Much of the film’s action spirals out from the isolation of its setting. The village is a place founded to ensure the protection of innocence, and is consequently free of corrupting elements; there’s no money, for instance; its young men and women marry for love; and even in adult characters there is a youthful playfulness and laughter in the way they go about their lives. Its inhabitants speak a gorgeous hybrid of English that I would love to think was conceived especially for the movie, but which I am inclined to think resulted from Shyamalan’s lack of knowledge as to how people spoke in the 19th century. Wherever it comes from, the way the characters speak only adds to the utopian air of their lives. But while the village does indeed aim and often succeeds to be a kind of utopian society, it is founded not merely on innocence but also on hatred and pain; a hatred of the modern world and of the sorrow that living in it brings. It shows us what people are willing to do to avoid sorrow, but also details how, in a society made to protect innocence and exclude strife, sorrow still follows humanity wherever it goes and wherever it tries to escape to.

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This constant shadow is ever present in the faces and voices of the village elders, the commanding screen presences of old guard actors like William Hurt, Brendan Gleeson and Sigourney Weaver keeping it constantly in the foreground, where it lies hidden in plain sight from the young and carefree. To those who know something of the outside world, living is sorrow; and life, their life, has always been the choosing of one sorrow over another that they consider far greater. But is this choice right? It is left to the viewer to decide.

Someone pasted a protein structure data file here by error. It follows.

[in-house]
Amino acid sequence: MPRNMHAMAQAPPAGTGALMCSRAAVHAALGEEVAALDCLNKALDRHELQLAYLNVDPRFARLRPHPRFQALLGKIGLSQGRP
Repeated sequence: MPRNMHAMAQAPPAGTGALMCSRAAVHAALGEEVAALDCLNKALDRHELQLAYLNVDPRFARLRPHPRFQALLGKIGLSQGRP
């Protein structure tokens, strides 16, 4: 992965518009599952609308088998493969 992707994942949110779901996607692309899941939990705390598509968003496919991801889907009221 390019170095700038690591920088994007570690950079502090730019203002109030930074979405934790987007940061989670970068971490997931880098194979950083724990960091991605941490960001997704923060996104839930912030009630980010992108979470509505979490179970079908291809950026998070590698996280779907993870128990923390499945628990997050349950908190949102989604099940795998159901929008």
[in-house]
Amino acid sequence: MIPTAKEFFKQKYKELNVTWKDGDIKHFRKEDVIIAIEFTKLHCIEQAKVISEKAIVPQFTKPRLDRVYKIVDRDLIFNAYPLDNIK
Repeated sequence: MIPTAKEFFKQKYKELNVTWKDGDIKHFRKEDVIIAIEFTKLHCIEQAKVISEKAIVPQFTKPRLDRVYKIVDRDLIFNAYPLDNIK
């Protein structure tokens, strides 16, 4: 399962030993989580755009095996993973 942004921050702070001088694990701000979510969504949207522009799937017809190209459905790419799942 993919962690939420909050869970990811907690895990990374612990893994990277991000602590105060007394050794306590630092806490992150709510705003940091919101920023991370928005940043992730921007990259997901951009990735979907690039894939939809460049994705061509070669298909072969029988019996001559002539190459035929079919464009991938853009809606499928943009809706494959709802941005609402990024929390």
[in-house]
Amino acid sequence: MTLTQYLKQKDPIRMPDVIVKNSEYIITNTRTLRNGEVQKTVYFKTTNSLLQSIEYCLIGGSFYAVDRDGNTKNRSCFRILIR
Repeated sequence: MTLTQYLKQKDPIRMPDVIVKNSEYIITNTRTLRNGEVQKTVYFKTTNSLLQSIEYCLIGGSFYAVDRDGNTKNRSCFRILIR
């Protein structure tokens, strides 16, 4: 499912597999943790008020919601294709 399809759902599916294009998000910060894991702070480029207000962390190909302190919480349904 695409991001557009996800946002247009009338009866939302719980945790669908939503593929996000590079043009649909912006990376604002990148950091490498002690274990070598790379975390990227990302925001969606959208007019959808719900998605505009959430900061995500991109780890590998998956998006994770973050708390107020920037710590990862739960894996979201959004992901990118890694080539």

Widely hated and ridiculed, The Village garnered largely bad to average reviews at the time of its release, with many critics seeing it as the first level in M. Night Shyamalan’s fall from grace. What it really is is the peak of Shyamalan’s career: he simply peaked too quickly. The cinematography is gorgeous, the script highly aesthetic, and the acting first class. It is only after this film that things started to get as spectacularly bad as they are today.